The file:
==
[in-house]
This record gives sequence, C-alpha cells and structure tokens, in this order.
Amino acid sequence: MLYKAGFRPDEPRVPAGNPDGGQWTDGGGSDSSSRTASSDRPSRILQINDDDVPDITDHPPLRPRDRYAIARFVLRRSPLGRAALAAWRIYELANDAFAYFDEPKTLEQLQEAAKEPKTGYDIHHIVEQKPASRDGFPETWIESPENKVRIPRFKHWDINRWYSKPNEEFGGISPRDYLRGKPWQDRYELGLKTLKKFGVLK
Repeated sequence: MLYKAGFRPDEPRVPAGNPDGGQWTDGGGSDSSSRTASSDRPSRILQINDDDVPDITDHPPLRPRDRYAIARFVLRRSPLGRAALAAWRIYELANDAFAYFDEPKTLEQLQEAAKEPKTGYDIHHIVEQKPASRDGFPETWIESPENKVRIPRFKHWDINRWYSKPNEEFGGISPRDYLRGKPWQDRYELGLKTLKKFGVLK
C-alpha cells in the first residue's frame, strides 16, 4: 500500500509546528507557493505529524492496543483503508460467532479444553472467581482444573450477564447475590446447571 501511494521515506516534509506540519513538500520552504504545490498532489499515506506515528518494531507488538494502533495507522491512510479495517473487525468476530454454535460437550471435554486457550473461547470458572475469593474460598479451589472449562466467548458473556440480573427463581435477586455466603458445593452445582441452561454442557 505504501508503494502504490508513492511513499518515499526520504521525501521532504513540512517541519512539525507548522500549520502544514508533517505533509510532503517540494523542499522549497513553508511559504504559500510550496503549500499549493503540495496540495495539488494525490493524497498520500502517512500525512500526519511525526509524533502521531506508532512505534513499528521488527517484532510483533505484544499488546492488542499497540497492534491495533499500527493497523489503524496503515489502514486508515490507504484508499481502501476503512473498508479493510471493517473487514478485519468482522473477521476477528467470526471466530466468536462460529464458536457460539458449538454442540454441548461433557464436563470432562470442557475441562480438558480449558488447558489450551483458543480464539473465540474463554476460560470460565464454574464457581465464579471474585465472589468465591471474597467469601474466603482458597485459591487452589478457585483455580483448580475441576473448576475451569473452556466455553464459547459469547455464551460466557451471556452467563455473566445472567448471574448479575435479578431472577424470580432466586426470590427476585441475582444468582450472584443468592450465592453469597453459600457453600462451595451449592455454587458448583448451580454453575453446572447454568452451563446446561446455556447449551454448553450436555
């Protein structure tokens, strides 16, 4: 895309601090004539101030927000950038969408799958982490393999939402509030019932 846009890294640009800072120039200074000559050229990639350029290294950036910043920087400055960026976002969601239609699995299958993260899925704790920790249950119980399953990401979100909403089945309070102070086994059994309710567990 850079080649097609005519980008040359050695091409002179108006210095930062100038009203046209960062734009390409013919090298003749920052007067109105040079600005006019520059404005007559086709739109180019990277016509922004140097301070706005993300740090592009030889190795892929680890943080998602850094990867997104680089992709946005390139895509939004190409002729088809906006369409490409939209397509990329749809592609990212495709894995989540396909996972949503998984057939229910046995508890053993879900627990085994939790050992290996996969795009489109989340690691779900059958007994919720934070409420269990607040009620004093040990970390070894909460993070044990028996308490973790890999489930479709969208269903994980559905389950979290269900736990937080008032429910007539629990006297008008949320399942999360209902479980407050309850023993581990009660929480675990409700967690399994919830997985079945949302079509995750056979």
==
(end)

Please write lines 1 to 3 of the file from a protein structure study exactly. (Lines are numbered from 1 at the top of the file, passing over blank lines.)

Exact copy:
[in-house]
This record gives sequence, C-alpha cells and structure tokens, in this order.
Amino acid sequence: MLYKAGFRPDEPRVPAGNPDGGQWTDGGGSDSSSRTASSDRPSRILQINDDDVPDITDHPPLRPRDRYAIARFVLRRSPLGRAALAAWRIYELANDAFAYFDEPKTLEQLQEAAKEPKTGYDIHHIVEQKPASRDGFPETWIESPENKVRIPRFKHWDINRWYSKPNEEFGGISPRDYLRGKPWQDRYELGLKTLKKFGVLK